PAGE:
The maker's mark of "WC" is a common one of this period. This means that we cannot be certain
of the attribution of tongs marked "WC".
William Chawner II entered his first mark on 4th April 1808, in partnership with
William Eley & William Fearn as spoon-makers. William Chawner II had been
apprenticed to William Fearn. These makers are perhaps one of the most
famous and well known names of the great Chawner company. William Chawner II
entered his first mark alone on 9th February 1815 as a
spoon-maker. He entered further marks up to 1833 and died on 20th
March 1834. The William Chawner II maker’s mark can therefore be found on
tongs from 1815 to 1833. I have given some detail of three other makers who could have been responsible for
the manufacture of these tongs. A brief description of each maker is shown,
with some reasoning for why I have not attributed the tongs to them.
Warner Cheesbrough entered one mark on 14th August 1798 as a small-worker.
He is recorded by Heal as a “gold and silver-caster and jeweller”. This does
not sound as if he would have made sugar tongs. Because of this, and because
his mark was entered 20 years before the date of these tongs, it would seem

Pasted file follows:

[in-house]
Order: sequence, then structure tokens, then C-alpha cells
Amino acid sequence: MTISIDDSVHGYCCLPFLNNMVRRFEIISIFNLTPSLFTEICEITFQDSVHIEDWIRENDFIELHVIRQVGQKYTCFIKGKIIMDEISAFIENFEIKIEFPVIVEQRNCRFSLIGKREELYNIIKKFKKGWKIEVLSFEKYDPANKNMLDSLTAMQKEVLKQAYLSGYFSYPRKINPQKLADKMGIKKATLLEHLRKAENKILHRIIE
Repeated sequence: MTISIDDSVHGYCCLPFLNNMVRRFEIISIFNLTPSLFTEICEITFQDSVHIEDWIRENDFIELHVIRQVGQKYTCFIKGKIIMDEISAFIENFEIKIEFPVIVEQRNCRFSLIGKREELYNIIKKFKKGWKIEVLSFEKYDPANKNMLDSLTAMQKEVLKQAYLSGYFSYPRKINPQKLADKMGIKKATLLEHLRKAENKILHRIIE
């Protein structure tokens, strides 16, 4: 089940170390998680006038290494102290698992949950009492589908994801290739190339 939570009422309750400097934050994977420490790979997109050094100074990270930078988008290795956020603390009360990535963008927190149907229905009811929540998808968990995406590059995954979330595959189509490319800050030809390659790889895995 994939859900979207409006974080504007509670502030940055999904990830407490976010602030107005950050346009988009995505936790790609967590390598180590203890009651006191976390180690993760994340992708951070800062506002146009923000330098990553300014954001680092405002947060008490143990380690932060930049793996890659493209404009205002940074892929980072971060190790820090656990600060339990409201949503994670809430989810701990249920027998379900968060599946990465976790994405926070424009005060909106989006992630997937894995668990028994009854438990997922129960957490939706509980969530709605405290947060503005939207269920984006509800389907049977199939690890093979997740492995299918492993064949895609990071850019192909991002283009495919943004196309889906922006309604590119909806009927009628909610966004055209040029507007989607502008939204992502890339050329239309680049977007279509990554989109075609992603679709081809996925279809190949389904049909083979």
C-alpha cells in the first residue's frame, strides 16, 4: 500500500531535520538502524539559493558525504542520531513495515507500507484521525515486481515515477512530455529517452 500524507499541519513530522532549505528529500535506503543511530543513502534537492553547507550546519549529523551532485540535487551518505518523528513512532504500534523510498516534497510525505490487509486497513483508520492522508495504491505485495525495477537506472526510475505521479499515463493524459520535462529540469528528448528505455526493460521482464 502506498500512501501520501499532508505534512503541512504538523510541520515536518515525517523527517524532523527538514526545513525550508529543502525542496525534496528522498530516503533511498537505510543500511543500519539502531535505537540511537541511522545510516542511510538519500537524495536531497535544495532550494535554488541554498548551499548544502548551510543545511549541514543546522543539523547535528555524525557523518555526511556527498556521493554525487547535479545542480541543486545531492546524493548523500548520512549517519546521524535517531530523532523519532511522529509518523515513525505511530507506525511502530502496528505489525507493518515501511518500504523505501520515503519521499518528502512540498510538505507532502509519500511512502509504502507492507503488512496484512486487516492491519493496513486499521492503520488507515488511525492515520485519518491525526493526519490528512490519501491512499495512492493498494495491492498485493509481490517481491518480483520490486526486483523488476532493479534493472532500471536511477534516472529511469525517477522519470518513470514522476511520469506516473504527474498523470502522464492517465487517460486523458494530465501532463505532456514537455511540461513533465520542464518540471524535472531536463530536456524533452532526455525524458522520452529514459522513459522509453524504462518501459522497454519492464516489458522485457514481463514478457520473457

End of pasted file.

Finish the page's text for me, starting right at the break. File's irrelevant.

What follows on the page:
unlikely that they were his work.
William Cartlidge entered a mark on 9th October 1810 as a spoon-maker. He
also entered other marks in 1827. As a spoon-maker, William Cartlidge could
well have made sugar tongs, so these tongs could be his.
William Crowder entered his only mark on 11th March 1791 as a small-worker.
He is recorded by Heal as a “Gold-smith and jeweller”. He was succeeded by
his son Henry who entered a mark in 1833. This suggests that he was working
between 1791 and (possibly) 1833. The dates therefore match with the tongs.
Given that he was a gold-smith and jeweller, it would seem unlikely that the
tongs are his. He should not be ruled out.
All other entries for “WC” are probably too early to be able to have made
these tongs in 1818.
Click on a picture for more details